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Six Hercs against Zika

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Ohio congressmen committed to expanding mission of 910th

Airlift Wing

Published: 5/6/16 @ 12:10

By David Skolnick

skolnick@vindy.com

VIENNA

U.S. Sen. Rob Portman, along with U.S. Reps. Tim Ryan and Bill Johnson, said they are committed to bringing new equipment and expanding the mission of the 910th Airlift Wing.

The unit at the Youngstown Air Reserve Station in Vienna is the military’s only large-area fixed-wing aerial spray unit.

Portman, a Republican from the Cincinnati area, said the unit is not being utilized to its fullest potential.

Portman wrote a letter Thursday to Deborah Lee James, secretary of the Air Force, asking why the 910th isn’t being used to spray to stop the spread of the Zika virus. Zika, spread largely through the bite of infected mosquitoes, usually has only minor symptoms, but if a pregnant woman gets it, Zika can cause serious birth defects, according to the Centers for Disease Control and Prevention’s website.

In the letter, Portman wrote he was concerned about “the lack of a comprehensive federal strategy to protect the public against the Zika virus and other rapidly spreading infectious diseases,” and the 910th should be used to control the spread.

Portman added: “Emerging infectious diseases constitute a clear and persistent threat to the health and well-being of U.S. citizens. The rapid pace at which global disease outbreaks have occurred in recent years demonstrates the critical need for the federal government to have a whole of government approach to stop infectious disease.”

Portman and the two House members spoke Thursday at the Eastern Ohio Military Affairs Commission’s annual meeting at the base. The commission was created in 2015 to highlight the military value of the station and other installations in eastern Ohio, and the significant roles they play in national defense and the local economy. The station is the fourth-largest employer in the area.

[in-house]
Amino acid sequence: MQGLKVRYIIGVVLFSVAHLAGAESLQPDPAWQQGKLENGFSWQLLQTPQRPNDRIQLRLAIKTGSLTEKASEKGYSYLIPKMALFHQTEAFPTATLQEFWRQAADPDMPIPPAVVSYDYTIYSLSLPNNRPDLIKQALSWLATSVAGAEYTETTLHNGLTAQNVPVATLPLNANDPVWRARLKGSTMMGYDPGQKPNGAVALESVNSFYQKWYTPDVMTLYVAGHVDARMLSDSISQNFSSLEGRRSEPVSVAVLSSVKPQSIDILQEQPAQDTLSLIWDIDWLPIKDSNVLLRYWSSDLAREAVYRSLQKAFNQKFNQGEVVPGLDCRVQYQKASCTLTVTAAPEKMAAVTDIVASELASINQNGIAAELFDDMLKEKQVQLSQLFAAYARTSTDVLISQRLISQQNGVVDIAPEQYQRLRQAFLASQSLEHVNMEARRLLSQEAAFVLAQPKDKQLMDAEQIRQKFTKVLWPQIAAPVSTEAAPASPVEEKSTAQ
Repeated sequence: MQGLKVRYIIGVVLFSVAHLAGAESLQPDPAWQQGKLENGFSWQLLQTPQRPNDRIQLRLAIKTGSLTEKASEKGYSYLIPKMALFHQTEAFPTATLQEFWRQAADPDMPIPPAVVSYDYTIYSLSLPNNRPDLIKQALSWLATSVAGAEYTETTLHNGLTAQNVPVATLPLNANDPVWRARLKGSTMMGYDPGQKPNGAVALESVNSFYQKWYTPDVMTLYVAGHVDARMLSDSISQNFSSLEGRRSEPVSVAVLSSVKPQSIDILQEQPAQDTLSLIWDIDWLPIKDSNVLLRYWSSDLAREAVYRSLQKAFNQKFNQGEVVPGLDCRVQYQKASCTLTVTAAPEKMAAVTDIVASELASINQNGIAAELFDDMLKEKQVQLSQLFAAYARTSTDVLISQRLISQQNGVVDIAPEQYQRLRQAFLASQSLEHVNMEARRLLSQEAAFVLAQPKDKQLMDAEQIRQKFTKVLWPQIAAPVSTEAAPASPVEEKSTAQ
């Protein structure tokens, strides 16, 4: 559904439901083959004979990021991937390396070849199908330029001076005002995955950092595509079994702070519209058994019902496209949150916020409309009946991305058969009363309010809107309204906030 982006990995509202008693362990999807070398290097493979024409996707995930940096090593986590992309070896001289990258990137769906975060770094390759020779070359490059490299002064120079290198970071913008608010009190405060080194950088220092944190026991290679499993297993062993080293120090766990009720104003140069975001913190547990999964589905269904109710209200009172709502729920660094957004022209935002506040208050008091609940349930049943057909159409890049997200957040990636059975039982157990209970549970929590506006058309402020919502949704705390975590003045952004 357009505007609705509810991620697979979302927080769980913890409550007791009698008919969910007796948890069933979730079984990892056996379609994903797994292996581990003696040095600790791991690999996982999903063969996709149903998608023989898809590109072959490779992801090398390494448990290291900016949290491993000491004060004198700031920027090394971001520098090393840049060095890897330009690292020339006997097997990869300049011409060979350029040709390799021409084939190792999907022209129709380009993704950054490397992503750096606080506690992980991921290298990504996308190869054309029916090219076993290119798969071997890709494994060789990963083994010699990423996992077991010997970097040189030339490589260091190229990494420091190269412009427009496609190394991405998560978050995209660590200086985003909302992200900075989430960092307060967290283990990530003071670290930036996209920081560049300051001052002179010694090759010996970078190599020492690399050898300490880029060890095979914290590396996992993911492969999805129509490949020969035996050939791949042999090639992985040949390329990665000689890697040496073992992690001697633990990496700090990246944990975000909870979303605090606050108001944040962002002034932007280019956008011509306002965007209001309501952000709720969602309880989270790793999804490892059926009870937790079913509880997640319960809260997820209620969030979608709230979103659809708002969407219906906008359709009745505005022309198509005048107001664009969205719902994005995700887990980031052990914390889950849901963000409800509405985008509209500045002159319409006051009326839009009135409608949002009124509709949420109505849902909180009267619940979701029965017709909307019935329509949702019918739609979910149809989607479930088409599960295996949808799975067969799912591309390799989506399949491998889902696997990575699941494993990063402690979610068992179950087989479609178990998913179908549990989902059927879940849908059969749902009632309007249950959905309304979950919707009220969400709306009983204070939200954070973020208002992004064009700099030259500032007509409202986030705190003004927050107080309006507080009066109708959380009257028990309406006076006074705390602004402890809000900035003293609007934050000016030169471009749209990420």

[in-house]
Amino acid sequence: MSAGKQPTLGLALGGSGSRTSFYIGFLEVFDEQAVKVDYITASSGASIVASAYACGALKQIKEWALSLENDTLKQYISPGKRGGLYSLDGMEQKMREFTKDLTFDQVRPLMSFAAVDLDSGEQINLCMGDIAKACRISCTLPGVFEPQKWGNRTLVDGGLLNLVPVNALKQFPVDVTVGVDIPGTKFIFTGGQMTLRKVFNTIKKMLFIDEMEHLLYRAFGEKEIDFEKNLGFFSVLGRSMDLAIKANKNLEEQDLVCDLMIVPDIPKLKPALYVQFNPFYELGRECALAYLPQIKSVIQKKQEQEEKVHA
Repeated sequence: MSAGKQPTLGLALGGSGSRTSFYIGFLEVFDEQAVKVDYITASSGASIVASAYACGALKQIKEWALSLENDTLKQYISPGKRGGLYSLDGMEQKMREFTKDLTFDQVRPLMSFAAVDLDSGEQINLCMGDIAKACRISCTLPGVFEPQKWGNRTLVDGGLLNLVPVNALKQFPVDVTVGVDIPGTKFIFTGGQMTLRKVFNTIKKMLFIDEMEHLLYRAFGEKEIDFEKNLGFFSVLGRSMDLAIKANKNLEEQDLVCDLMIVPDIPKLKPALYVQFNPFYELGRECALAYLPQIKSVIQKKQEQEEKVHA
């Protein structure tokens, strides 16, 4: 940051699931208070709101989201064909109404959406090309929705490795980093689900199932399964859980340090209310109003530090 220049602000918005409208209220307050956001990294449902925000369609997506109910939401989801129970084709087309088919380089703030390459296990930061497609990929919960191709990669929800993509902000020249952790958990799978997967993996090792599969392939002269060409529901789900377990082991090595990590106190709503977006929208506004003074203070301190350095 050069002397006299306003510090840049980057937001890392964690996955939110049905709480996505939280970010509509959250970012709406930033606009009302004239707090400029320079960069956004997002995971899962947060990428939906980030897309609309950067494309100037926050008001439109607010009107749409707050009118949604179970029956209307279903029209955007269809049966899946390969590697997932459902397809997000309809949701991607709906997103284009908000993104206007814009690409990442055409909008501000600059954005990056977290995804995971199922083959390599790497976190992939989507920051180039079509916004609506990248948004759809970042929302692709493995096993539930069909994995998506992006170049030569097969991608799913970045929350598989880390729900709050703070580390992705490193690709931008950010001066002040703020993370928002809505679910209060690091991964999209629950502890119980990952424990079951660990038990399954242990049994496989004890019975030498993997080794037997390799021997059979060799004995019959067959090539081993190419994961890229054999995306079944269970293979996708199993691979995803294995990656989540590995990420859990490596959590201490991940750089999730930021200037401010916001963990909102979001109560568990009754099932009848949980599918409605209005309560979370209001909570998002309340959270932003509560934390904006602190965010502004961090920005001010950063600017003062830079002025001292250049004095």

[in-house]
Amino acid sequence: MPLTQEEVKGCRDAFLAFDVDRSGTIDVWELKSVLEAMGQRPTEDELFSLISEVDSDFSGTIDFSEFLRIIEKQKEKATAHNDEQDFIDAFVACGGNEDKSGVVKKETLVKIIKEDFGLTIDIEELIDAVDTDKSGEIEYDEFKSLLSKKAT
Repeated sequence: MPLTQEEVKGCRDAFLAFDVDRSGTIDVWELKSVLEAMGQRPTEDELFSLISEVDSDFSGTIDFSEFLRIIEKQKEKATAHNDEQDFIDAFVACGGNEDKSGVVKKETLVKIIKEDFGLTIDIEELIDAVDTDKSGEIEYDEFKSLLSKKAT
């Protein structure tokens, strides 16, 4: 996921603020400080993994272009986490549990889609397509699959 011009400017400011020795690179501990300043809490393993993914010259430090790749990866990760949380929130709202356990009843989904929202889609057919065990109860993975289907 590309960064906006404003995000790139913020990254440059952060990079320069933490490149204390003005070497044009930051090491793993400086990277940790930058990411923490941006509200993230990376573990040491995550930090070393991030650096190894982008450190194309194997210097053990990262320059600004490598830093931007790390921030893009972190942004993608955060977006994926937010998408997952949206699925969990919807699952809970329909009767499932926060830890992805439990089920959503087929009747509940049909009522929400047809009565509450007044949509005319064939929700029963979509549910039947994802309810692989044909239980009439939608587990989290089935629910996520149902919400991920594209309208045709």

“In Washington, we all have our disagreements, but this base and its impact is not one of them,” said Ryan, of Howland, D-13th.

Johnson, of Marietta, R-6th, added: “It’s a great facility and a great mission and the folks here do it so well. ...We advocate and fight for [the station] with everything we’ve got.”

The three congressmen helped get $9.4 million in an appropriations bill late last year for a new indoor firing range facility at the air station.

Portman said he and U.S. Sen. Sherrod Brown, a Cleveland Democrat, are urging the Air Force to replace the eight C-130H aircraft at the center with new C-130Js.

The station had 12 C-130Hs until four were moved to other military bases in 2013.

A new C-130J costs $67 million, said Master Sgt. Bob Barko Jr., the 910th’s superintendent of public affairs.

The existing C-130Hs at the base are from 1989 and 1990, and most of the aircraft’s parts are no longer made, he said. That’s resulted in the station’s machine shop making those replacement parts, he said.